Sunday, November 22, 2015

Reading Through History: The Bears on Hemlock Mountain by Alice Dalgliesh (1952)

"There are no bears on Hemlock Mountain." This is the mantra Jonathan uses to comfort himself on the long and lonely journey over the mountain to borrow his aunt's large iron pot. When he stays too long at his aunt's house and ventures home in the dark, however, it becomes clear that there are bears on Hemlock Mountain - and Jonathan must outsmart them if he's to make it home safe and sound!

It is surprising to me how many reviewers on Goodreads are critical of the Newbery committee which awarded this book an Honor in 1953. Perhaps it is the simplicity of the story - which is most appropriate for beginning readers - that turns them off, but as I write this review weeks after finishing the book, I am struck by how many details and images have stuck with me. The writing may be spare and straightforward, but the author has a real talent for bringing scenes to life using very few words.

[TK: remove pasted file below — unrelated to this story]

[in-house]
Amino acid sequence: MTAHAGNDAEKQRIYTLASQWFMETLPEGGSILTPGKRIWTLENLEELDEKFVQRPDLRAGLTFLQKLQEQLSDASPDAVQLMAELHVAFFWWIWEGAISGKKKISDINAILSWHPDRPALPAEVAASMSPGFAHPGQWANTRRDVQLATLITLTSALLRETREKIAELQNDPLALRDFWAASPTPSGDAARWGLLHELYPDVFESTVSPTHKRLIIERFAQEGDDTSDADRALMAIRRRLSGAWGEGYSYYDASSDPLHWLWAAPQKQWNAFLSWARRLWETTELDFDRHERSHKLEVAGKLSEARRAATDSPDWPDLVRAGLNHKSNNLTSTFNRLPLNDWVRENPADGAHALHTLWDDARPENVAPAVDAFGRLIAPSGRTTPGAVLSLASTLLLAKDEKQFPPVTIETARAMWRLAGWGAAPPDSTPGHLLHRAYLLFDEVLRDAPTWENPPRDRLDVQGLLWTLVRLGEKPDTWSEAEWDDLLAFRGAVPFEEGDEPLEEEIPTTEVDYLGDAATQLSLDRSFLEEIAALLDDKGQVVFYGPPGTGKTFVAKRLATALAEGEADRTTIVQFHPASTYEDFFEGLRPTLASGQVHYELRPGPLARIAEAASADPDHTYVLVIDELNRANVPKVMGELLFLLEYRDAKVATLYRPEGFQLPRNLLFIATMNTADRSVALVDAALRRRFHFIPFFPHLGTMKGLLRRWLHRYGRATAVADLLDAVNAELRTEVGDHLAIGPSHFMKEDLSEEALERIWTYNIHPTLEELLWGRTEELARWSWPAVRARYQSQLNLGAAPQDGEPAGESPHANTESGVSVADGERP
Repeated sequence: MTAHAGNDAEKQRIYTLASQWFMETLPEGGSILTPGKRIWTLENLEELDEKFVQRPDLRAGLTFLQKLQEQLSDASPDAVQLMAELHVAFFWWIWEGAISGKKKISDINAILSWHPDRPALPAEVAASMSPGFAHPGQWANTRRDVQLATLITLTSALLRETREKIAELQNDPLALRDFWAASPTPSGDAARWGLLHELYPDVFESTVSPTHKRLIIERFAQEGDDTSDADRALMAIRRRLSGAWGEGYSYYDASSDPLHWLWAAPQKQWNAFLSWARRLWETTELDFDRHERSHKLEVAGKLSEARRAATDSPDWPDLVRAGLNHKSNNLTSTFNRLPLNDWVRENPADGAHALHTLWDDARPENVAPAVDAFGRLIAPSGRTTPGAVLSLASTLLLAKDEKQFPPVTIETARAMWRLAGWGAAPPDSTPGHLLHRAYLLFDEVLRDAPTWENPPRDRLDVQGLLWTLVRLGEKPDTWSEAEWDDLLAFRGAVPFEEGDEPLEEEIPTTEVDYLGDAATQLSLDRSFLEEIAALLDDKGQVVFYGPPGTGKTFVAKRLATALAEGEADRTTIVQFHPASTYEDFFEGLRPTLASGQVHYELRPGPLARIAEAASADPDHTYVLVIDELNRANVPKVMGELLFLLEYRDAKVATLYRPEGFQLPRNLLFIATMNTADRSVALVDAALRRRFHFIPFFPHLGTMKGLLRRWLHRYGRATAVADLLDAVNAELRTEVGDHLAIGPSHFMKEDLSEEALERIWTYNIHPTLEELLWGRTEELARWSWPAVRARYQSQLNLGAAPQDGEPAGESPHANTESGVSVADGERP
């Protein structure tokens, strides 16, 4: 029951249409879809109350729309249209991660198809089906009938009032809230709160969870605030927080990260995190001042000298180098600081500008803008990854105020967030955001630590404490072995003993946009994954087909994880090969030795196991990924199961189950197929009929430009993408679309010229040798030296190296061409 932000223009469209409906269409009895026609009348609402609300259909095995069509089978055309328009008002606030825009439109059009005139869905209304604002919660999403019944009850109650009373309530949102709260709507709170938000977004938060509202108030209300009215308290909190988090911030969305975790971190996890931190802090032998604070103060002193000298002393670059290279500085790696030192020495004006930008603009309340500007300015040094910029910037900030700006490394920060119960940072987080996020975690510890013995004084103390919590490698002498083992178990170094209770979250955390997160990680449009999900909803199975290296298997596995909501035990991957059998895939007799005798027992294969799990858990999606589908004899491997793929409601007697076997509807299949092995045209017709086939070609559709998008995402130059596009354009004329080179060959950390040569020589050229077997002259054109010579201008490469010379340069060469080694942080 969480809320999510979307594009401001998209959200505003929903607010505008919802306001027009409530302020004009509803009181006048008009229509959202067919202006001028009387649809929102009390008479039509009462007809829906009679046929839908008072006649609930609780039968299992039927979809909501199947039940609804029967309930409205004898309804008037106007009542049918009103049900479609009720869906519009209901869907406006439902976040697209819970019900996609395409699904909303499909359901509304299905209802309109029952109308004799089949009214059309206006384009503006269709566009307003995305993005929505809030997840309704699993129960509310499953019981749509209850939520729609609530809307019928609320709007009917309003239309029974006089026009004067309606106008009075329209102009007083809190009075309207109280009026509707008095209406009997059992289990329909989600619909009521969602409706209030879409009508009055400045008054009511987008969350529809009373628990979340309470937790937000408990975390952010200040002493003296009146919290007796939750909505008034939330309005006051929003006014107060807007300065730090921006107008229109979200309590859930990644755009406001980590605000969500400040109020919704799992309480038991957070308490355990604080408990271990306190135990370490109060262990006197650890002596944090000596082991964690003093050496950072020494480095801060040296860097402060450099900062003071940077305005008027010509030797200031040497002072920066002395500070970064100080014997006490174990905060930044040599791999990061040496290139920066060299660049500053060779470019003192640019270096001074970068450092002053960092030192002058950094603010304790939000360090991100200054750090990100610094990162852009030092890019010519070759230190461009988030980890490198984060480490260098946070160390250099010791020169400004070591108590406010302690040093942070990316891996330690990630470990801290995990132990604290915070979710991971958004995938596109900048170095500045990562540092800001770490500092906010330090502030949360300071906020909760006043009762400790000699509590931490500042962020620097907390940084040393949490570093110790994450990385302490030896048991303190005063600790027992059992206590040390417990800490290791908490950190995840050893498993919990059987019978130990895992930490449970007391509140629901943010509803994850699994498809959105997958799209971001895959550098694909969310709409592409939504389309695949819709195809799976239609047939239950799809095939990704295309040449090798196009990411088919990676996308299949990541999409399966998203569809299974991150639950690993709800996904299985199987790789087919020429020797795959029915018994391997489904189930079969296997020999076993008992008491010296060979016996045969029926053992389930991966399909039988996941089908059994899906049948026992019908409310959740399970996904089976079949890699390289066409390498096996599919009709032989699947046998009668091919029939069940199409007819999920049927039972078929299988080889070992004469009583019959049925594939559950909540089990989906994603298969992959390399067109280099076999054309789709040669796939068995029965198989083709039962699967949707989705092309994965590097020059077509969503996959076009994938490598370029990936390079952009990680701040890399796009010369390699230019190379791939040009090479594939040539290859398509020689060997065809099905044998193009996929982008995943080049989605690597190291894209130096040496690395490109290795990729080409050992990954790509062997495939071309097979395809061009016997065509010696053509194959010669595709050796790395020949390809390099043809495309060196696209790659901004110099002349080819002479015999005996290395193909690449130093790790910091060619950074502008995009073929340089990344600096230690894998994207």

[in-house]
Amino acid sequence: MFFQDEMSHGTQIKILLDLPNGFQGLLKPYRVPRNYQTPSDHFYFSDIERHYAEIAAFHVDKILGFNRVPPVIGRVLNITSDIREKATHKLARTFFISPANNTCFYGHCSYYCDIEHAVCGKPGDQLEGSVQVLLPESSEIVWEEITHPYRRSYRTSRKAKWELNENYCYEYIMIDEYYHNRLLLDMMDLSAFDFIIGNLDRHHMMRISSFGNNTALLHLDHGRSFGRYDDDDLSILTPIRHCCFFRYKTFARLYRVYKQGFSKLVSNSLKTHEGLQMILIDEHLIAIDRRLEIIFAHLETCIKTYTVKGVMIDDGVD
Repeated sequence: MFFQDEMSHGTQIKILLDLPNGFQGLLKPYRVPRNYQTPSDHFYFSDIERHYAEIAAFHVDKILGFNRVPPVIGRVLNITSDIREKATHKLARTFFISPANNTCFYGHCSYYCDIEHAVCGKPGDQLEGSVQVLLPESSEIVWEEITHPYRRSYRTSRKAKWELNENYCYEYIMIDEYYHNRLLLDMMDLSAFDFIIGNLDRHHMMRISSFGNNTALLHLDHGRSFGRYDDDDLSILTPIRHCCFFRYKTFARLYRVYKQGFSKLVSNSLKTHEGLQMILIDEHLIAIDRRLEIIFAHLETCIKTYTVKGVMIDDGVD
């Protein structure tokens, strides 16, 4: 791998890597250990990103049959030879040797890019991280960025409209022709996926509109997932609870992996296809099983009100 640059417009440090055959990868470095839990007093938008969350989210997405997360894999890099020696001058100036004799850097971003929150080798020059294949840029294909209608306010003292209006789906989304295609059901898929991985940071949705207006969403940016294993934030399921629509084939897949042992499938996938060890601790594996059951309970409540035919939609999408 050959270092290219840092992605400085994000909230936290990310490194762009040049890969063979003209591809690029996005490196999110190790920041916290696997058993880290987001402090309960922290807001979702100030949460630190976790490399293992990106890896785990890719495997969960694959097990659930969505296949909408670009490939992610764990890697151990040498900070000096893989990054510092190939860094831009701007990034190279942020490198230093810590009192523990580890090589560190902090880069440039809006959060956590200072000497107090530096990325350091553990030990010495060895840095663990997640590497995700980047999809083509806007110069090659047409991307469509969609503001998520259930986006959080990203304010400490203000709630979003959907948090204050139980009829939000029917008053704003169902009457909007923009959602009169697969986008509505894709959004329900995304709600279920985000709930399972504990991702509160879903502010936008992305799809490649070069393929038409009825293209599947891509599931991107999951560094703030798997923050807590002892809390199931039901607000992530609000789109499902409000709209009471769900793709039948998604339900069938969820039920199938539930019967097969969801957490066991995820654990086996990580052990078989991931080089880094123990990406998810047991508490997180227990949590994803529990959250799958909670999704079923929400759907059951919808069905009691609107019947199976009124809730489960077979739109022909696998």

When I worked in the library, kids would often ask for easy-to-read adventure books and there were really very few that suited their interests. This story, with its strong sense of suspense and surprising climax is exactly the kind of book that would have satisfied those readers. Not only would they relate to Jonathan, who is very much an ordinary kid, they would also enjoy imagining how they would act in his place, and how it might feel to be on an independent journey so late at night.

This book is every bit as wonderful as The Courage of Sarah Noble and it covers the same concept - of bravery - from the male point of view. Both books are great for beginning readers to tackle on their own or for families to read aloud together. Highly recommended.

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